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Cannes, 1981: A study in the art of being rude

The following article was originally published on May 21st, 1981.

For the latest developments in the human art of being rude, no place offers a better opportunity for study than a press conference at the Cannes Film Festival. The very words "press conference" carry a genteel connotation unknown to the packs of scandalmongers and paparazzi who descend upon the movie stars after the screening of major films.

Take, for example, Sunday's experience by Jack Nicholson, Jessica Lange and Bob Rafelson, the stars and the director of “The Postman Always Rings Twice”. Nicholson and Lange had arrived several days early and prepared for the ordeal by intensive sunbathing sessions around the pool at the Hotel Majestic. Rafelson flew in from London, where he had spent a week explaining that the British would quite likely appreciate his film more than the Americans, who had made it a U.S. box-office disappointment.

He was right about the British: “Postman” is setting box-­office records in London. But the Continental reception for his film is impossible to gauge - how do you take the temperature of a mob?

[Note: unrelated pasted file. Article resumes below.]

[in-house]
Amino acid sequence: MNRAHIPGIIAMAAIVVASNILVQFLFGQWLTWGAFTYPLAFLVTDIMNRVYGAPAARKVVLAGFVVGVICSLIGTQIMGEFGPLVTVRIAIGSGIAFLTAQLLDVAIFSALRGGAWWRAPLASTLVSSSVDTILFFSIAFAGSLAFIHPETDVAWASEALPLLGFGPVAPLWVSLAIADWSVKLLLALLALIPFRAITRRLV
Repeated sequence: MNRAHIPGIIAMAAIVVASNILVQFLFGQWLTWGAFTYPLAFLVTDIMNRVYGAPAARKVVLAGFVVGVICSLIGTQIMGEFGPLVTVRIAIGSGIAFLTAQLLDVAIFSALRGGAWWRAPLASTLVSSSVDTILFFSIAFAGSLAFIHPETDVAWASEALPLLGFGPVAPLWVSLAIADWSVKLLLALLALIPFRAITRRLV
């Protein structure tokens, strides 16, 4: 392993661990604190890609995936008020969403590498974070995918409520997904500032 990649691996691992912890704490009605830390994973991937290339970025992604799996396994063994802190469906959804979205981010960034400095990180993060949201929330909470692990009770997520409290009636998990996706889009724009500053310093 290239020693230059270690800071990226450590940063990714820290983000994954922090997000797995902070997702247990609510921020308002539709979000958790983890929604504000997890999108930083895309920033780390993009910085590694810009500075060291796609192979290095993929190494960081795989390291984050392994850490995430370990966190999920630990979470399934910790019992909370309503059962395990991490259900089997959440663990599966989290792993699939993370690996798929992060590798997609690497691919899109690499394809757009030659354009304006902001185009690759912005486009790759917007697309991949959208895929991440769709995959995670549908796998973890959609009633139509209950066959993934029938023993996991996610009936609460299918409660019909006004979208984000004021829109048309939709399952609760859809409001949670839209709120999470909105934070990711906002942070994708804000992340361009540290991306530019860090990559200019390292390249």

“Postman” was screened four times Sunday at Cannes. The evening screening was a formal affair, with the movie tycoons in their tuxedos and their ladies in long dresses. The morning press screening resembled a reunion of Students for a Democratic Society. Hordes of young film buffs, some of them with dubious credentials, descended upon the Palais du Festival to sink into the overstuffed chairs and regard the screen, which is always framed by incongruous displays of flowers. After giving the film a somewhat cool reception, they trampled upstairs to the fourth floor of the Palais, where security guards in tuxedos fought a losing battle in trying to check credentials.

The press conference was scheduled for half an hour earlier. There wasn't a seat to be had. Television crews jammed the aisles. Technicians with mini-cams stood on chairs. Floodlights from the networks of five nations made the room unbearably hot. Rows and rows of print journalists could see nothing but the backs of the paparazzi, who jammed the area in front of the conference table.